By Natalie Serafini, Opinions Editor
Bon appétit; we’re inhaling food now.
Rather than being bogged down by cumbersome calorie-counting and mastication, you can now sip cloud food. Although I’m tantalized by the thought of being able to eat a cheesecake without the calories, this isn’t exactly what foodie dreams are made of.
This gastronomic innovation is a sequel to scientist and Harvard Professor David Edwards’ “Le Whif,” which is an aerosol that sprays particles of dark chocolate, among other foods. He later came up with “Le Whaf,” the newest in glutton-avoidance. Essentially, food is boiled to a liquid, strained, and poured into a vase-like structure. The structure has ultrasound planted in the bottom, allowing it to agitate the food into a cloud. The cloud floats out of the Le Whaf, and the dieters float up to the cloud, little straws clutched in hand.
First world problems much? Oh no, I want to taste all the food, but I don’t want all the calories! I’ll just have to inhale it, getting absolutely no nutrition! Not to sound like a mother attempting to force-feed their children Brussels sprouts, but there are people starving in this world. This food inhalation is an example of badly distributing food that could actually provide sustenance. I’m not saying we should be shipping food off to Third World countries, but perhaps we could do something other than cook up clouds. Hey, there are people going hungry in our country too! Rather than continuing in our obsessive endeavors to be thin, why not consider the people in this world who are endeavoring to stay alive?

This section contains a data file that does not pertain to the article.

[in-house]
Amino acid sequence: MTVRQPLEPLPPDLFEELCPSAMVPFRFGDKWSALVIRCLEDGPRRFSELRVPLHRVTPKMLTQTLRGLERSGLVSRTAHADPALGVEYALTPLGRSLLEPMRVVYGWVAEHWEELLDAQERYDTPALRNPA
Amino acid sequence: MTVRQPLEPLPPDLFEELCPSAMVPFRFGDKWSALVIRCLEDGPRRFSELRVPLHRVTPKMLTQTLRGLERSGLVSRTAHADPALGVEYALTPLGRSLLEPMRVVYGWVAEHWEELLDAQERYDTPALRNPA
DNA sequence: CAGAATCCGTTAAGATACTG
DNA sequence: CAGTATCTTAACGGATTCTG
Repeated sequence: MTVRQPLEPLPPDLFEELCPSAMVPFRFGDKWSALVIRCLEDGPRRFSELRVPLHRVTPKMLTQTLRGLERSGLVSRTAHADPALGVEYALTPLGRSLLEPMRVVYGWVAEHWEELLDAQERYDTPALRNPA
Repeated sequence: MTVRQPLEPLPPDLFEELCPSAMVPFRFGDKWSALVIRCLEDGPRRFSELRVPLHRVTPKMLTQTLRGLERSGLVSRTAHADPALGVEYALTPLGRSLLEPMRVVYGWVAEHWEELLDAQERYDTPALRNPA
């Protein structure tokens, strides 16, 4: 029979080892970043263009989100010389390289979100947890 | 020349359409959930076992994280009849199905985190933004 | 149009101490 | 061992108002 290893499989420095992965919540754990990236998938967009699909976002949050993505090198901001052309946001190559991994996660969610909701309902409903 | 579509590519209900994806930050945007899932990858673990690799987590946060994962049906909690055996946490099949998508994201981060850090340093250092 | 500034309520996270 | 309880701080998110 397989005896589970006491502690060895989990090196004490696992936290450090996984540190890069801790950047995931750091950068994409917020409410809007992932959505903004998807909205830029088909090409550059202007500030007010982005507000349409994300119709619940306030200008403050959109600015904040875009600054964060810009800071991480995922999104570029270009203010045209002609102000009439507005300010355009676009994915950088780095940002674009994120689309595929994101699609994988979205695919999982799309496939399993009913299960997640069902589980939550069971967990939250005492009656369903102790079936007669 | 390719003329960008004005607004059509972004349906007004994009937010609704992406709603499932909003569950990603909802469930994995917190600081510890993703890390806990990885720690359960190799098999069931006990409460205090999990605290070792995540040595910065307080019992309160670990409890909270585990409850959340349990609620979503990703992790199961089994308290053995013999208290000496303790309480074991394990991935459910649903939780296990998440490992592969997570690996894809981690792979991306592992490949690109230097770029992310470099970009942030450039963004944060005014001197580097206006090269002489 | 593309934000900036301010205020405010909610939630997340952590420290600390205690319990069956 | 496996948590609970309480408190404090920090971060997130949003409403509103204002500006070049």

A lot of the joy of food is in the texture, not just the flavour it leaves behind. Aroma alone cannot replace the ooey-gooey cheese on pizza, or the crunch of a potato chip, or the smooth density of chocolate ice cream. Of course, eating all these foods does not a healthy person make, so it’s understandable that people go in search of ways to taste the forbidden non-fruit without suffering the consequences. But really. Eat an apple, or eat a piece of cake. If you need help with your eating habits, replacing food with clouds won’t solve anything. If you have a food addiction, maybe this food cloud can function as a sort of nicotine patch. But food clouds most likely won’t help an unhealthy relationship with food, particularly since they foster the sense that you can’t actually eat or indulge. This is a form of food shaming, rather than a healthy alternative to your favourite treats. Don’t go suckin’ up food clouds.
Eating is an interactive experience, not passive inhalation. I’m sure there are foods you eat in a certain way that you wouldn’t consider changing. I wrap my spaghetti around my fork on top of my spoon because I remember struggling with it for years when I was younger till I finally mastered the technique. When I make peanut butter and banana on toast, I always line the banana slices up in perfect little rows on the toast, snugly swathed in a thick layer of peanut butter. Eating isn’t even just the flavour, or the smell, or the texture. It’s the whole process wrapped up in one. As much as this clever new gimmick may be worth a try, I would hate to think of it catching on. What would Sloppy Joe’s be without the sloppy? Or cheesecake without the thousand calories stipulated in the fine print? Eating may be a love-hate relationship for many people, but I think it’s more of a labour of love.
I’ll confess that I’m vaguely hopeful someone will decorate a restaurant in a manner reminiscent of an opium den, and serve cloud food exclusively inhaled through hookahs. That is one experience I wouldn’t want to pass up. Until someone makes this hookah-cloud-food-restaurant a reality, I’ll have to stick with eating my solid food the old fashioned way.